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Drifting back to diesel power

By Viv Forbes - posted Friday, 28 April 2017


A Diesel in the Shed.

You can have your solar panels
and your turbines on the hills;
You can use the warmth of sunshine
to reduce your heating bills.

You can dream you're self-sufficient
as you weed your vegie bed;
As long as you make sure to keep
A diesel in the shed.

When I was a kid on a dairy farm in Queensland, we relied on green energy - horses and human muscles provided motive power; fire-wood and beeswax candles supplied heat and light; windmills pumped water and the sun provided solar energy for growing crops, vegies and pastures. There were no refrigerators - things were kept cool by evaporation of water in a Coolgardi safe. Cold water for drinks came from a water bag hanging in the shade near the back steps. We had no hot water systems – we bathed one after another in warm water heated in a kettle on the wood stove. The only "non-green" energy used was a bit of kerosene for the kitchen lamp, and petrol for a small Ford utility. We were almost "sustainable" but there was little surplus for others. Labour was cheap and food was expensive.

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Our life changed dramatically when we put a thumping diesel in the dairy shed. This single-cylinder engine drove the milking machines and an electricity generator which charged 16 lead-acid 2 volt batteries sitting on the veranda. This 32 volt DC system powered a modern marvel – bright light, at any time, in every room, at the touch of a switch. This system could also power Mum's new electric clothes iron as long as someone started the engine for a bit more power.

There were no electric self-starters for diesels in those days – just a heavy crank handle. Here is the exact model which saved us from a life of dairy drudgery, kerosene lights and Mother Potts irons.

But all that effort, noise and fumes were superseded when every house and dairy got connected to clean silent "coal power by wire", and coal was used to produce coke for the new slow-combustion stoves. Suddenly the trusty "Southern Cross" diesel engines disappeared from Australian sheds and dairies, AGA coke-burning cookers displaced the old smoky wood-burning stoves in the kitchen, and clean-burning coal gas replaced wood stoves and dirty open fires in the cities.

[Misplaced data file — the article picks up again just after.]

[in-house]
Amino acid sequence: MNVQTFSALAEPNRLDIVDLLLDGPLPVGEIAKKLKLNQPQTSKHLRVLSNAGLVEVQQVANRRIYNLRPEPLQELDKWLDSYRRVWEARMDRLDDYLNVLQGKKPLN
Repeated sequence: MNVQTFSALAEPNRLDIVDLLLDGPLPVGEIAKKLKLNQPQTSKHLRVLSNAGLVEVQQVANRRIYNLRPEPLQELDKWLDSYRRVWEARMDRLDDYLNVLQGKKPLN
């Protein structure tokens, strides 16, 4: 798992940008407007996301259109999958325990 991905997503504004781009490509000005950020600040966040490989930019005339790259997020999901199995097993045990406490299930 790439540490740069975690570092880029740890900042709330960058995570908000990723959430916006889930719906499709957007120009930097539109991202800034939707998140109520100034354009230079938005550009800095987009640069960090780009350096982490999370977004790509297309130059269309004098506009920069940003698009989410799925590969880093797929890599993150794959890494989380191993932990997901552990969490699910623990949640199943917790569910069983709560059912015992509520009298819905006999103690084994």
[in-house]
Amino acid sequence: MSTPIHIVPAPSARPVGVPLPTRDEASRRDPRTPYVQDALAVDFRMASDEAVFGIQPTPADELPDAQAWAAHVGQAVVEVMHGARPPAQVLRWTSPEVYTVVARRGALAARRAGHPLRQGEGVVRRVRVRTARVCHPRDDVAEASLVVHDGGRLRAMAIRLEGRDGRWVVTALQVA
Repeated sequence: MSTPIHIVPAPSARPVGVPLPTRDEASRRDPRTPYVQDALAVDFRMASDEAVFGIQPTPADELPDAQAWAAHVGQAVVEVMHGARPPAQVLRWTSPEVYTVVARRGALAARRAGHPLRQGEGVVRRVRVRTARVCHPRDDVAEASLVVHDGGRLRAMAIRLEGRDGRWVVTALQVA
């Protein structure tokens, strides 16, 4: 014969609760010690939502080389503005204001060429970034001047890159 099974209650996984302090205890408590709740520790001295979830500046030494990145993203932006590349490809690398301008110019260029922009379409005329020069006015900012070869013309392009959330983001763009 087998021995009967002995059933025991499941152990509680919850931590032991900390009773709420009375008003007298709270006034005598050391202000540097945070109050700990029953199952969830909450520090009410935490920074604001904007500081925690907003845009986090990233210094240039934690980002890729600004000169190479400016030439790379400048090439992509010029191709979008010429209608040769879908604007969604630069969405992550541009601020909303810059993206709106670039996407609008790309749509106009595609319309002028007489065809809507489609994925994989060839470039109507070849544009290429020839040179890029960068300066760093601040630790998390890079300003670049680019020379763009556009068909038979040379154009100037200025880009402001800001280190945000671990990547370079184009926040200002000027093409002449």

In just one life-time, human muscles, draft horses, wood, candles and kerosene were replaced by diesel, which was then replaced by coal via coal-gas, coke, and clean silent ever-ready electricity.

Today, after Aussies have enjoyed decades of abundant reliable cheap electricity from black coal, brown coal and hydro, green energy gambling has taken Australia back to the era which had to keep a diesel in the shed.

Tasmania is the greenest state in Australia. It once had a vibrant economy that created mines, saw-mills, farms, orchards, oil and metal refineries, dams, hydro-power and railways. It is now a green no-go land. Greens have stopped new hydro developments, opposed mining, crippled the timber industry, prevented new wood-chip developments and will probably celebrate when their last refinery closes.

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Tasmanians get their electricity mainly from hydro assets created long ago by their more productive ancestors. But recently, a long drought caused a shortage of Tasmanian hydro-energy - they became reliant for up to 40% of their electricity needs on the Bass-Link undersea cable bringing electricity from reliable coal-fired stations in Victoria and NSW. However the overloaded Bass-Link cable failed, and an old gas-powered station was brought back into service (importing gas from Victoria) to keep the lights on. Subsequently their politicians hurriedly put 150 diesel generators in their shed (costing A$11 million per month).

South Australia is the next greenest state in Australia, hosting about 35% of Australia's wind turbines. These were force-fed into existence by mandatory green energy targets and tax benefits. In a burst of green destruction they also closed their gas-fired power stations and demolished their coal-fired station. However wind power failed recently and a storm tore down their life-line bringing reliable coal power from Victoria. Now Premier Weatherill is planning to install up to 200 megawatts of diesel generators in his shed. Many residents are following his lead.

As some wag said:
Question: "What did South Australians have before candles?"
Answer: "Electricity".

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About the Author

Viv Forbes is a geologist and farmer who lives on a farm on the Bremer River.

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All articles by Viv Forbes

Creative Commons LicenseThis work is licensed under a Creative Commons License.

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